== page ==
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EU Refugee Crises: Merkel’s Austria Problem, Merkel’s Turkey Problem - by Judy Dempsey

Austria and Turkey have two things in common. Both are undergoing major political changes. And both are needed by Angela Merkel to stem the flow of migrants and refugees wanting to reach Germany. The political shifts in both countries do not augur well for the German chancellor.

In Austria, society has become deeply polarized, as the presidential election that took place on April 24 and May 22 confirmed. Immediately after the second-round runoff, Norbert Hofer, who represents the right-wing Freedom Party of Austria, was running neck and neck with Alexander Van der Bellen, a former Green party leader. The result was decided by postal votes: Van der Bellen squeaked through.

The outcome matters for Merkel and for Europe. Although Hofer lost, his wide appeal—and his ability to push the established conservative Austrian People’s Party and center-left Social Democrats out of the presidential race—has shaken Austria’s comfortable postwar consensus.

The traditional political elites were so taken aback by Hofer’s dramatic rise that the Social Democrats’ Werner Faymann was forced to resign as Austria’s chancellor on May 9.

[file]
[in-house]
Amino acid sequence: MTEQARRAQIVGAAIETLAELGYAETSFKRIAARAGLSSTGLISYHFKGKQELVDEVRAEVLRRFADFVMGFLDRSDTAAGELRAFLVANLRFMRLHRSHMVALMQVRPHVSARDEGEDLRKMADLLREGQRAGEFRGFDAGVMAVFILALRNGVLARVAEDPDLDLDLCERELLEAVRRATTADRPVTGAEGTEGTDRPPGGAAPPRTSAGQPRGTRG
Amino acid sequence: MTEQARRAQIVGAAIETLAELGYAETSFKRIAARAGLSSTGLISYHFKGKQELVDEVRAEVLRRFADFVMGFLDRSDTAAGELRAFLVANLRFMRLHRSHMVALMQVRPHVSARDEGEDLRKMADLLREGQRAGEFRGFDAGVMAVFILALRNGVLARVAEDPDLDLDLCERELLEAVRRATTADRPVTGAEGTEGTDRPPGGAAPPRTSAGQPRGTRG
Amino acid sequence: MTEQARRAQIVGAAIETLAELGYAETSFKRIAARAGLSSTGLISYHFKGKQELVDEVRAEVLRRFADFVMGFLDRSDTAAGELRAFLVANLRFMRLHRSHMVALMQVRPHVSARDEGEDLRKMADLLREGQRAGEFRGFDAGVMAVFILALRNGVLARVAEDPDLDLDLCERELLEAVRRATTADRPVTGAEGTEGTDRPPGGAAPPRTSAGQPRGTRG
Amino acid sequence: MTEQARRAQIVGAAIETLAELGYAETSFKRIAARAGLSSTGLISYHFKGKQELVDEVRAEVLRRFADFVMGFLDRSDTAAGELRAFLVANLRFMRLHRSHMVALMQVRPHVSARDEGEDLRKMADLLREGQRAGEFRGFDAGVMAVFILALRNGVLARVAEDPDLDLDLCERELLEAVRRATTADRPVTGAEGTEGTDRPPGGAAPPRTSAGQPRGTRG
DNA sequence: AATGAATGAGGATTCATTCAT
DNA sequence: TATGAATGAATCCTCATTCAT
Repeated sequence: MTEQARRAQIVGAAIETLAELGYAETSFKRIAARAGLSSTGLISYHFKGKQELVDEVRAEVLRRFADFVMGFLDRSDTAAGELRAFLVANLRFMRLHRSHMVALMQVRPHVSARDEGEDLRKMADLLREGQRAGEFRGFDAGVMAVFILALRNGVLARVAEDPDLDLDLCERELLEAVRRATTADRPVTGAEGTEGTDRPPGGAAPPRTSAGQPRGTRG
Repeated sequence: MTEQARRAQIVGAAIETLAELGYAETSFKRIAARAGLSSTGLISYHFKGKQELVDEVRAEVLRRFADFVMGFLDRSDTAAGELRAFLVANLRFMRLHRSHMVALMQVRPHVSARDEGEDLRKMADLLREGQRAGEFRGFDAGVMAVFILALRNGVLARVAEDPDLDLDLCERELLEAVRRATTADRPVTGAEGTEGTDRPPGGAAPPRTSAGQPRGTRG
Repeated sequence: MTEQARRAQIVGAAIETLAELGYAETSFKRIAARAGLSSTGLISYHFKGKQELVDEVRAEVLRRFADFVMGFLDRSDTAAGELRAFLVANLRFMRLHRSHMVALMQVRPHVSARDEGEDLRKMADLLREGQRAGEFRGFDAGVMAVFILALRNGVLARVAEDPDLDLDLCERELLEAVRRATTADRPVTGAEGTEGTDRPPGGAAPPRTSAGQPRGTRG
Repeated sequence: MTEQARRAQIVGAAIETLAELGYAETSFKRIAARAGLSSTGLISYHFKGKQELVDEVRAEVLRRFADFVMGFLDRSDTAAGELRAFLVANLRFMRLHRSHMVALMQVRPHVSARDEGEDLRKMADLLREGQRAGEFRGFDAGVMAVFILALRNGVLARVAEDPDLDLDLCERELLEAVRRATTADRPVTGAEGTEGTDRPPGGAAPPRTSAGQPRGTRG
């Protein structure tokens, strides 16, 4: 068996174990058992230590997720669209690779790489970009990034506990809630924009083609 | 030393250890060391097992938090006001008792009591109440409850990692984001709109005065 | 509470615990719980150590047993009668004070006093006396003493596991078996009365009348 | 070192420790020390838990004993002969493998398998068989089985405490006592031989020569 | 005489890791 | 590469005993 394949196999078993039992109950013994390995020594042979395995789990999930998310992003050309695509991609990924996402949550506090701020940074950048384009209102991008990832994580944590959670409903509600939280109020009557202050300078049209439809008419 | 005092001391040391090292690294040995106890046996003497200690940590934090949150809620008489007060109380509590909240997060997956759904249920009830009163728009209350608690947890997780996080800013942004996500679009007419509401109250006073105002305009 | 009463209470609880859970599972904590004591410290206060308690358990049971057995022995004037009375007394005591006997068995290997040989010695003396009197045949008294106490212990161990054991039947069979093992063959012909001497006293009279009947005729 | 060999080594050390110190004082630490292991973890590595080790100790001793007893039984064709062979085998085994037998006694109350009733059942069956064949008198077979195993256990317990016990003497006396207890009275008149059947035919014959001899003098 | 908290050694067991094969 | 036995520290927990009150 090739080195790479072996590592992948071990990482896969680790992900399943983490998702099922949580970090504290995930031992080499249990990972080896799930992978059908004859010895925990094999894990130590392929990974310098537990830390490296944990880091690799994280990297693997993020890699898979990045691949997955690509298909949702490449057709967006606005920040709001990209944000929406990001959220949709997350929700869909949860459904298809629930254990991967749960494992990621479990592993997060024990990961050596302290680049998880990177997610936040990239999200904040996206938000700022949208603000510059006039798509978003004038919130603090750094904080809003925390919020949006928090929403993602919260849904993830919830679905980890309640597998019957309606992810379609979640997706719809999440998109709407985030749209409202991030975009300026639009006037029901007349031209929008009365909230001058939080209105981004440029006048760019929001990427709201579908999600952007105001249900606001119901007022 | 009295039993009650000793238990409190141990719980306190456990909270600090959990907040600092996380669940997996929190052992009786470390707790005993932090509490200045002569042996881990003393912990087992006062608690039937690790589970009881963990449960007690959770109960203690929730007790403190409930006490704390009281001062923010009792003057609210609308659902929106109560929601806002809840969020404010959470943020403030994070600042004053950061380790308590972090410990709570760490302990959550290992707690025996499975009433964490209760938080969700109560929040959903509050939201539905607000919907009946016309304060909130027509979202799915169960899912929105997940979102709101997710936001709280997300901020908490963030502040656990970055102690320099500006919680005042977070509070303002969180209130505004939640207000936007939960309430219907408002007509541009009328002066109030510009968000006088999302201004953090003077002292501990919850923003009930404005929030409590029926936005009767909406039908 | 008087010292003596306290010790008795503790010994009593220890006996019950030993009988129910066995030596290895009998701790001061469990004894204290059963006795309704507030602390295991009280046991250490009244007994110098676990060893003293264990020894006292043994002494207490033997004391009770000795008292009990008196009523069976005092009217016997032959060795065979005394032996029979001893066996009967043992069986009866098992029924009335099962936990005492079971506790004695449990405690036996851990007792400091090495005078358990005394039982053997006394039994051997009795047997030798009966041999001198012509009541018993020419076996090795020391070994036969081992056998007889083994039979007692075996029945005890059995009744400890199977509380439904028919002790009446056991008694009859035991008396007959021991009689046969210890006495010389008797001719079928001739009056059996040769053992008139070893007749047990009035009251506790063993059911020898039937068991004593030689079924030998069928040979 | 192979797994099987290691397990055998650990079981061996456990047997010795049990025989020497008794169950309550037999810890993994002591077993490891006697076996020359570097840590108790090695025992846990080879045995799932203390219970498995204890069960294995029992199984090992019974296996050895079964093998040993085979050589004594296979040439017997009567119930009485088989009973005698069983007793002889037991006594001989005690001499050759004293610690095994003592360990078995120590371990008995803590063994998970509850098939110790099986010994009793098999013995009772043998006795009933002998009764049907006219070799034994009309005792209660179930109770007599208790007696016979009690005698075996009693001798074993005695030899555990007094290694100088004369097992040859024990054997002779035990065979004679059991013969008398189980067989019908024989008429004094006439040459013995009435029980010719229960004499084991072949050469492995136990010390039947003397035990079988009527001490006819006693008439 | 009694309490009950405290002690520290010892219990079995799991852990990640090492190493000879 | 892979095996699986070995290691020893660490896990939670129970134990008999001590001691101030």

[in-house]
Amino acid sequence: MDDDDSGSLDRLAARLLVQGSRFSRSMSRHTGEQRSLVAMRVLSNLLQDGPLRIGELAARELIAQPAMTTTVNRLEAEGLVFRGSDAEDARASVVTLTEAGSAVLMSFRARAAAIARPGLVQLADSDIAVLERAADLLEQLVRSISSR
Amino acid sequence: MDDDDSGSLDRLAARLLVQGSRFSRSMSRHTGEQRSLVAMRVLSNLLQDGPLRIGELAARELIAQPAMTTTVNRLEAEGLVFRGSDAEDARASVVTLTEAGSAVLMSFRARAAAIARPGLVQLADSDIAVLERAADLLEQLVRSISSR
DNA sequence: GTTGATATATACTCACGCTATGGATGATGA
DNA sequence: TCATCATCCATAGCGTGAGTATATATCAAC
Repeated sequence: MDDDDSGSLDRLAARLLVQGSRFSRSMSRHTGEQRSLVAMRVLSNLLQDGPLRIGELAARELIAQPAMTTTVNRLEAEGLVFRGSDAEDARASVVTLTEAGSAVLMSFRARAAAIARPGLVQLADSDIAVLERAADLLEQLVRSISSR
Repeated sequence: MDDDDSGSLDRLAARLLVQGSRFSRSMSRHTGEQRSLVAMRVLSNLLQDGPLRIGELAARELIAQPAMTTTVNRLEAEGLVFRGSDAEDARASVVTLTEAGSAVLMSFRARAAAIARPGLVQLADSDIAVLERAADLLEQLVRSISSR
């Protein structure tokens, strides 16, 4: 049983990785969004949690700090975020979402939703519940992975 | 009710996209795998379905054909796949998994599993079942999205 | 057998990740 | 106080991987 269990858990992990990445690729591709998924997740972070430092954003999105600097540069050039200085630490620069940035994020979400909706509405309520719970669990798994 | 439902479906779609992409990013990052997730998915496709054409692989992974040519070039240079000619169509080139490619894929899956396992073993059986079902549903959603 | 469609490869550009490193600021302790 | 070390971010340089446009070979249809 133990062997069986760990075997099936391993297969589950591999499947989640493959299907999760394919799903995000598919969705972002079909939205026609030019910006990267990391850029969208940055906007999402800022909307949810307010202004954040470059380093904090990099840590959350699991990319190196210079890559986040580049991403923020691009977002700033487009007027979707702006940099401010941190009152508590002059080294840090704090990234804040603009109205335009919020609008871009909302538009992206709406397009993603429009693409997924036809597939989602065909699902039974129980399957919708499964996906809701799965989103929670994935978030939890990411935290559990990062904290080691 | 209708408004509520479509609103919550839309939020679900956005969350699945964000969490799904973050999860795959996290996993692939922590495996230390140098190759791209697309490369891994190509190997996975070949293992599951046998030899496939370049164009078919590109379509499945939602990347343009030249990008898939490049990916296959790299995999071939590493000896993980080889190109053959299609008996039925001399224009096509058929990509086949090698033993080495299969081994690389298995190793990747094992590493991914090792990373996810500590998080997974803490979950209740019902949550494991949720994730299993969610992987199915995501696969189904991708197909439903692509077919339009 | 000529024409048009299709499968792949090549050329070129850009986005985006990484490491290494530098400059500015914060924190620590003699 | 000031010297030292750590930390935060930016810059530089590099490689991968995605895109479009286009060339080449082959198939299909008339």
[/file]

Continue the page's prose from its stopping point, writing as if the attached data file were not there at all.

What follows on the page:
Faymann had forged a close relationship with Merkel and had cooperated with her at the height of the refugee crisis. But the Freedom Party was able to tap into the growing fears and anxieties of a country that was taking in many refugees from the Middle East. As a result, Faymann, with the agreement of governments in the Western Balkans, closed off the route through that region used by refugees. Yet that wasn’t enough to save his political career, as the presidential campaign showed.

Read more: Merkel’s Austria Problem, Merkel’s Turkey Problem - Carnegie Europe - Carnegie Endowment for International Peace

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